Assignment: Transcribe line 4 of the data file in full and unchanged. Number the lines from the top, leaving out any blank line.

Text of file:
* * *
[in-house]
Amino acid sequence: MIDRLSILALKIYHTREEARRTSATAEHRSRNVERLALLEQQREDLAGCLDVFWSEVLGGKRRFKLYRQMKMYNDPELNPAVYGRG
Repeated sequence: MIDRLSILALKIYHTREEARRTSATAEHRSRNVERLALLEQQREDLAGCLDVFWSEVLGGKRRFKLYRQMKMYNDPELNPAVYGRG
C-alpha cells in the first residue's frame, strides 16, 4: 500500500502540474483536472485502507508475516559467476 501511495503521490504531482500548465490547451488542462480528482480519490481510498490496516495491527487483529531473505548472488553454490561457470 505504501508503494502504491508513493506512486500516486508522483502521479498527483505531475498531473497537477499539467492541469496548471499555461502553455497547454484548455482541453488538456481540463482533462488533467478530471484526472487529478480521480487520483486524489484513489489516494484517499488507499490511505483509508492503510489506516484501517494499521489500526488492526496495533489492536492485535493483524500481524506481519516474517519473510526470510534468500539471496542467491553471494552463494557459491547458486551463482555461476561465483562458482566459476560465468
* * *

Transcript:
C-alpha cells in the first residue's frame, strides 16, 4: 500500500502540474483536472485502507508475516559467476 501511495503521490504531482500548465490547451488542462480528482480519490481510498490496516495491527487483529531473505548472488553454490561457470 505504501508503494502504491508513493506512486500516486508522483502521479498527483505531475498531473497537477499539467492541469496548471499555461502553455497547454484548455482541453488538456481540463482533462488533467478530471484526472487529478480521480487520483486524489484513489489516494484517499488507499490511505483509508492503510489506516484501517494499521489500526488492526496495533489492536492485535493483524500481524506481519516474517519473510526470510534468500539471496542467491553471494552463494557459491547458486551463482555461476561465483562458482566459476560465468